Gold Laser Cory (Corydoras sp. Cw010)
The Gold Laser Cory, known as either the Orange Laser Cory or Orange Stripe Cory, is a captivating species native to Peru. This Corydoras is celebrated for its vibrant coloration, featuring a metallic body that shimmers under the right lighting conditions. The body color can range from a yellow-brown or greenish-yellow to a more golden hue. Its most distinctive feature is a fluorescent stripe that arches across its back, starting at the nape of the head and ending at the caudal peduncle. This stripe can appear as a brilliant gold or vibrant orange, giving it its common names. Additionally, it may have a darker green mid-body band running along its length and a gold patch on the operculum. Distinguishing males from females is relatively straightforward, with females typically being larger with stockier bodies, especially when gravid, and possessing rounder anal fins. In contrast, males are slimmer and have more pointed anal fin tips. The Laser Cory is a medium-sized Corydoras, reaching an adult size of up to 3 inches.
Affectionately known as Cory Cats, Corydoras are small, peaceful, bottom-dwelling scavengers who are beloved by aquarists for their active personalities and helpful housekeeping skills. Their social nature and playful antics make them a joy to watch. Corydoras get along well with a variety of tank mates and are generally non-aggressive, making them a great addition to community tanks with other peaceful fish. Corydoras are known for their schooling behavior and are best kept in groups of 5-6 individuals of the same species.
Ideal tankmates for Corydoras include small to medium-sized, peaceful fish occupying the tank's middle and upper levels. These could include fish like tetras, rasboras, guppies, mollies, swordtails, angelfish, hatchetfish, and peaceful barbs. Non-aggressive bottom dwellers such as loaches and otocinclus can also be good companions, provided the tank is large enough to give all bottom dwellers their own space. Avoid housing Corydoras with aggressive, territorial, or larger fish that might see them as food or compete with them for food at the bottom of the tank, such as cichlids.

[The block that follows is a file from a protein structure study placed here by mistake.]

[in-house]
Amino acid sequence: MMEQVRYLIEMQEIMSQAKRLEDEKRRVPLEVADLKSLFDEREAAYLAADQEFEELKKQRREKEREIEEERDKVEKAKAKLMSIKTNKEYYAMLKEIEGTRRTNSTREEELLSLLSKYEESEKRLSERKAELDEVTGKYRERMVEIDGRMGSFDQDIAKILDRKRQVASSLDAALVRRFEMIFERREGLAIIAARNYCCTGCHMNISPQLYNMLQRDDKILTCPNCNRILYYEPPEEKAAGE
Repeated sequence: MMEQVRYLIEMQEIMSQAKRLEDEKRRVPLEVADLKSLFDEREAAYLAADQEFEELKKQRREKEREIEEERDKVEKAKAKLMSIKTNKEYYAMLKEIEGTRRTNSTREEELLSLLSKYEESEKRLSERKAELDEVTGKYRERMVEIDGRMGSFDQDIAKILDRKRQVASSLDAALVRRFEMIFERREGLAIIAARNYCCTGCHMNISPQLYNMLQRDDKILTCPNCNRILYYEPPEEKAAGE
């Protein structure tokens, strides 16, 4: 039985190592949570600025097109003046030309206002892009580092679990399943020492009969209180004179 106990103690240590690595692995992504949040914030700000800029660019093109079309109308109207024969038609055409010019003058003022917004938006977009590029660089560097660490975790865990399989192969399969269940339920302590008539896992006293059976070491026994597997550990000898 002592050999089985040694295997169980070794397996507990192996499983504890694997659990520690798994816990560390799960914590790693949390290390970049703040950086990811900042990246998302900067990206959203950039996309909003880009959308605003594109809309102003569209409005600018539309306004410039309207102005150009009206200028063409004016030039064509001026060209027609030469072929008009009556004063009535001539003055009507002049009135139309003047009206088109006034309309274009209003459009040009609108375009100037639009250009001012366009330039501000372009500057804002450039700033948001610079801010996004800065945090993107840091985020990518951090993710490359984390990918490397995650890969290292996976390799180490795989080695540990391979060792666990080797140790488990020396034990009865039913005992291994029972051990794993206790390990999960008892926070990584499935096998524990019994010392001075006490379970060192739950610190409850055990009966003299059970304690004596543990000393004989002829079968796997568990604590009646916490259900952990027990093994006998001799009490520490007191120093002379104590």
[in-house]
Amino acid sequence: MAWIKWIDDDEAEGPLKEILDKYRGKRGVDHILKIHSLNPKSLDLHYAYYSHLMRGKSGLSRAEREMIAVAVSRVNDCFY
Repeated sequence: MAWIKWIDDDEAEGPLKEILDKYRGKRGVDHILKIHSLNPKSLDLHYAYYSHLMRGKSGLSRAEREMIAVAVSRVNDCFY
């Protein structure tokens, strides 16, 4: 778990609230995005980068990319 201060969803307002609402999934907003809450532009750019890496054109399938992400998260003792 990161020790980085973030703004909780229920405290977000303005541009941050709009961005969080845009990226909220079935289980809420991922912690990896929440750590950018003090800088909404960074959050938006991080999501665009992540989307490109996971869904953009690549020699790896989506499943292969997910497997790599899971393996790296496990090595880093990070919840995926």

What do Corydoras catfish eat? They are omnivorous, primarily foraging for food along the bottom of their habitat, and can occasionally swim up to the water's surface when hungry. Providing them with a varied diet consisting of high-quality foods is recommended for optimal nutrition. Alternate their daily meals between sinking shrimp pellets, catfish pellets, algae wafers, and bloodworm sticks. As a special twice-a-week treat, offer up frozen bloodworms or daphnia.
In terms of habitat, Corydoras thrive in well-oxygenated water with moderate flow. They prefer tanks that mimic their natural habitat, which includes riverbeds with a soft sandy substrate where they can forage for food. The tank should be furnished with plenty of hiding spots using driftwood, rocks, caves, and live plants that provide relief from the light. Choose sturdy plants, as Corydoras are known to dig and may uproot delicate plants. Corydoras catfish can be paired with sturdy aquatic plants such as Java Fern, Anubias, and Amazon Sword to create a natural and visually appealing aquarium environment. These hardy plants provide cover and hiding spots for the fish while adding a lush and vibrant backdrop to the tank.
If you're considering stocking a 30-gallon aquarium, one idea is to have a school of 5 cory catfish occupying the bottom area, a school of 6 small tetras swims in the middle layer, and a pair of Honey Gouramis as the centerpiece fish.
Regarding their water parameters, taking care of Corydoras is easy because they are quite adaptable and hardy. The minimum recommended aquarium size is 20 gallons for a school of 5 cory catfish. A community aquarium should be at least 30 gallons plus 1 gallon for every extra 1 inch of fish. The ideal pH range is between 5.5-7.5, and the hardness should be within 2-12 dGH. The temperature should be maintained between 72-79°F (22-26°C).
As with all tropical fish, Corydoras need consistent water parameters. Sudden or inconsistent swings in pH, temperature, and dGH readings can result in stress and health issues.
To learn more about this fish, be sure to check out the Additional Information tab.